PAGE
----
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Like the young Petipa a century before, the young Mikhail Gorbaciov rose to power and “Perestroika” Anna

Grigorovich had the utmost respect for his foremost kicked in. “Glasnost”, the new transparency in pub- Nikulina,
predecessors, but had no qualms or fears about cre- lic life, was gaining ground after the sombre and gran- Denis Rodkin
ating new versions of old ballets so as to augment diose decades of Soviet politics and society: the very – Bolshoi
and enhance his own production. same decades, however, during which (and herein lies Ballet: “The
Grigorovich oeuvre can be divided into two major the paradox) Grigorovich’s oeuvre had come to the fore! Nutcracker”,
blocs: new ballets completely invented by him, and Apart from what has been said about the power- c. Yuri
his reconstructions of the great, so-called classical, fulness of his mass scenes, the choreographer’s style Grigorovich
repertory. To start with, the canon Tchaikovsky- is clearly recognisable, from his early ballets all the (ph. D.
Petipa/Ivanov trilogy: The Sleeping Beauty (1963 and way to his most recent works. What emerges, chiefly, Yusupov)
1973), The Nutcracker (1966) and Swan Lake (1969). is a deep “symphonic” intent, though this is always
It is noteworthy that in 1968 the prolific choreogra- and intrinsically danced and steers clear of descrip-
pher found the time to create his masterpiece tive mime, seeking instead an essentially rhythmic
Spartacus, which has become the flagship of the and musical form for each poetic expression.
Bolshoi Ballet, and that his first Beauty lasted 10 years To the aforementioned ballets, we can add Ivan the
before the definitive version was created – 10 years Terrible (at the Bolshoi in 1975 and at the Paris Opéra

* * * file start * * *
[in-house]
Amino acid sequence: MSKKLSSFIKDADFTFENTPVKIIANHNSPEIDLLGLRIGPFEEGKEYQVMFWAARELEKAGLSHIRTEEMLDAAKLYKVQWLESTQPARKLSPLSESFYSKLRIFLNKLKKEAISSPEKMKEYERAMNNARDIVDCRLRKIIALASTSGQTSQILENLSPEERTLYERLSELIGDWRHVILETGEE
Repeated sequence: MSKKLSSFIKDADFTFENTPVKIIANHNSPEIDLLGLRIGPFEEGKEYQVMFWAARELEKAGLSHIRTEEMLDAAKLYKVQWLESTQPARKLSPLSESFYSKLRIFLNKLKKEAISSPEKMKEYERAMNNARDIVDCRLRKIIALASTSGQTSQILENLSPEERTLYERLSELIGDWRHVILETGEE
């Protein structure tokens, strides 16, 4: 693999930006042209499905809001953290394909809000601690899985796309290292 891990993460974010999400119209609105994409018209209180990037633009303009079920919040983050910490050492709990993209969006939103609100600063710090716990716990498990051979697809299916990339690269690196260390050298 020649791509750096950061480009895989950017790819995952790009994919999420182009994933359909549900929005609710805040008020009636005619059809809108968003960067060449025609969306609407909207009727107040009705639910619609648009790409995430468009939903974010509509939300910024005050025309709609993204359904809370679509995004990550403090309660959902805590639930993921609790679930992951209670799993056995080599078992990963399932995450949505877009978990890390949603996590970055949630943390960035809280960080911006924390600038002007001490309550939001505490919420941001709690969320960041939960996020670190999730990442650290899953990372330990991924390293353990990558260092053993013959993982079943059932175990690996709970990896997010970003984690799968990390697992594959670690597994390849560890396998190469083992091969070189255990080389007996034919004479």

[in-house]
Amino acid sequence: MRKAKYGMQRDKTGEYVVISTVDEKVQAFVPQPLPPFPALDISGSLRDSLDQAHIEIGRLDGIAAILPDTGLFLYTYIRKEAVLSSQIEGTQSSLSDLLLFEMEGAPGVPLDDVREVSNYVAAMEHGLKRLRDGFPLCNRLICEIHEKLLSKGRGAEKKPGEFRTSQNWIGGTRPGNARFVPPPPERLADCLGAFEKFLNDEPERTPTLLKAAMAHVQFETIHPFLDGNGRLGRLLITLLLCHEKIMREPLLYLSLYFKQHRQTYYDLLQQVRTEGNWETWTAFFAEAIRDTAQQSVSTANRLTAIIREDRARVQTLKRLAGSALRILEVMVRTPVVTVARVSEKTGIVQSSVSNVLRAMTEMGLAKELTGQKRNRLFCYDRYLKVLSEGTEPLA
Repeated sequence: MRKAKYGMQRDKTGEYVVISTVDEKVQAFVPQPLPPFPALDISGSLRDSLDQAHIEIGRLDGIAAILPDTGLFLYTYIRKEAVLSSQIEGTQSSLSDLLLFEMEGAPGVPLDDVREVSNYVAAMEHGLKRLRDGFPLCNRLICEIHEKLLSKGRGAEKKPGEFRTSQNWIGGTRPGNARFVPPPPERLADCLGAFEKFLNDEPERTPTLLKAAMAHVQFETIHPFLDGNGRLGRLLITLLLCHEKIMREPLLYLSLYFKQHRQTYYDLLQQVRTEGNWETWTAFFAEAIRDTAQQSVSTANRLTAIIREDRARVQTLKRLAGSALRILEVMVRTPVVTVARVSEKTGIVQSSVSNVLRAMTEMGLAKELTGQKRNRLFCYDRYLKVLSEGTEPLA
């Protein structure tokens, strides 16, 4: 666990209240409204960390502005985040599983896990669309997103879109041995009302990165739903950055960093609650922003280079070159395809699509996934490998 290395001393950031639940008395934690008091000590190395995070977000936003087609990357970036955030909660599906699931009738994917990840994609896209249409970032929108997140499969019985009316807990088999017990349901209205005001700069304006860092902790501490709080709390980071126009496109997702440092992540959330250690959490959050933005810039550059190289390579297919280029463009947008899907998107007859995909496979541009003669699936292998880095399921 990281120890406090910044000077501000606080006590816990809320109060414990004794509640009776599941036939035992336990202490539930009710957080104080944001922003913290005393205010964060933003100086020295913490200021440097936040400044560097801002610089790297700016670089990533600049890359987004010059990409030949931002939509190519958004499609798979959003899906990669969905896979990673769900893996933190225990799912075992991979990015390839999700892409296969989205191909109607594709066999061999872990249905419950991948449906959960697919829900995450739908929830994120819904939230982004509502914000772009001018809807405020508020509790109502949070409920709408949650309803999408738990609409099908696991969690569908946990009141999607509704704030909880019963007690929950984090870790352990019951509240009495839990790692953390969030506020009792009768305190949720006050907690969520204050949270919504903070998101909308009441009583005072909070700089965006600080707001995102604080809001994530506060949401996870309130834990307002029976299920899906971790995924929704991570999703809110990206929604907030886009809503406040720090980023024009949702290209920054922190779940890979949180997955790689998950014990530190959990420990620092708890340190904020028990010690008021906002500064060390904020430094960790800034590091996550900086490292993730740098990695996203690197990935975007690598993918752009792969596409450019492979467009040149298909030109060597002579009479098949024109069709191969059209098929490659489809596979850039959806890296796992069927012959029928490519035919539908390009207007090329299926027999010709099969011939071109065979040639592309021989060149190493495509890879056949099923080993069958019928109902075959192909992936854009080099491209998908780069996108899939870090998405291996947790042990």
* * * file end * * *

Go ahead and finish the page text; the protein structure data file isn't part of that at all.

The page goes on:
of experiments, rehearsals, analyses and revisions to in 1976), Don Quixote (Copenhagen, 1982); Raymonda
hone a ballet that had already been created! – some- (1984), Giselle (1987); La Bayadère (1992); Le Corsaire
thing that appears unconceivable today and testifies (1994), in Moscow. 9 March 1995 is a date to re-
to the fact that Yuri Grigorovich is perhaps the last member: on that day Grigorovich left the theatre from
living example of an “encyclopaedic” (and at the same the artists’ exit, having been ousted from his post of
time “dynamic”) way of tackling the repertory seen ballet director; he re-entered the Bolshoi via the main
as a living and evolving, organism. entrance some years later, having been called in to save
His début as a choreographer took place at the Kirov the day and preserve the favour of the Muscovite pub-
in Leningrad in 1957 with The Stone Flower (in Mos- lic who were vociferously rooting for him.
cow in 1959) and in 1959 with The Legend of Love Yuri Grigorovich has been artistic director of the
(at the Bolshoi in 1961, reworked in 1982). The lat- Ballet Company of the Bolshoi Theatre of Moscow
ter’s success seemed paradoxically in contrast with the in different periods, from 1964 to 1995. He was suc-
Muscovite society of the day that was in ferment with ceeded by Vladimir Vasiliev, during the ensuing five
those ideas that were to prevail shortly afterwards when years (and for a short period the great dancer, a “living